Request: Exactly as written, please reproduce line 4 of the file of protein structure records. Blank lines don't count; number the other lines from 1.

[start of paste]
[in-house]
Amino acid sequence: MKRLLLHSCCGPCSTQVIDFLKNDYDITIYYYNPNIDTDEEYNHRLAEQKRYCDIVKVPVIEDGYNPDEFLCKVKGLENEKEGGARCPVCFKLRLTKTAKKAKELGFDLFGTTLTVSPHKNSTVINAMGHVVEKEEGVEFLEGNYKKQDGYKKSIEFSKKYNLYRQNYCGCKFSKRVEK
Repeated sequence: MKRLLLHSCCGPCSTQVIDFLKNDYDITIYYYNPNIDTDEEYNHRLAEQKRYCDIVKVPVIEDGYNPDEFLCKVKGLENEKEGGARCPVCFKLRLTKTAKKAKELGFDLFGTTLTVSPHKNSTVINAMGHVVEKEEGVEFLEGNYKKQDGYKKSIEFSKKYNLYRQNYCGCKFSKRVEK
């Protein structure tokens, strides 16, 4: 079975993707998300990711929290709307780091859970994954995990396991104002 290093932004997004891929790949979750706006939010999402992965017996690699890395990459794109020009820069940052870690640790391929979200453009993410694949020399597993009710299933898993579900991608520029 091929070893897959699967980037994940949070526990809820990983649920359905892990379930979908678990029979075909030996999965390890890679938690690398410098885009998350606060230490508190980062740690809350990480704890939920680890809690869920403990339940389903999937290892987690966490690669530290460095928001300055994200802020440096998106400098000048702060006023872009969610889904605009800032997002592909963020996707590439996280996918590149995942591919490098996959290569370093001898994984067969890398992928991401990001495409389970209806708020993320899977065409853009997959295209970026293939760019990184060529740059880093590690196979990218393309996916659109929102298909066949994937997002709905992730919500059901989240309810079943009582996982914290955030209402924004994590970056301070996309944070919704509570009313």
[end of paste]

């Protein structure tokens, strides 16, 4: 079975993707998300990711929290709307780091859970994954995990396991104002 290093932004997004891929790949979750706006939010999402992965017996690699890395990459794109020009820069940052870690640790391929979200453009993410694949020399597993009710299933898993579900991608520029 091929070893897959699967980037994940949070526990809820990983649920359905892990379930979908678990029979075909030996999965390890890679938690690398410098885009998350606060230490508190980062740690809350990480704890939920680890809690869920403990339940389903999937290892987690966490690669530290460095928001300055994200802020440096998106400098000048702060006023872009969610889904605009800032997002592909963020996707590439996280996918590149995942591919490098996959290569370093001898994984067969890398992928991401990001495409389970209806708020993320899977065409853009997959295209970026293939760019990184060529740059880093590690196979990218393309996916659109929102298909066949994937997002709905992730919500059901989240309810079943009582996982914290955030209402924004994590970056301070996309944070919704509570009313």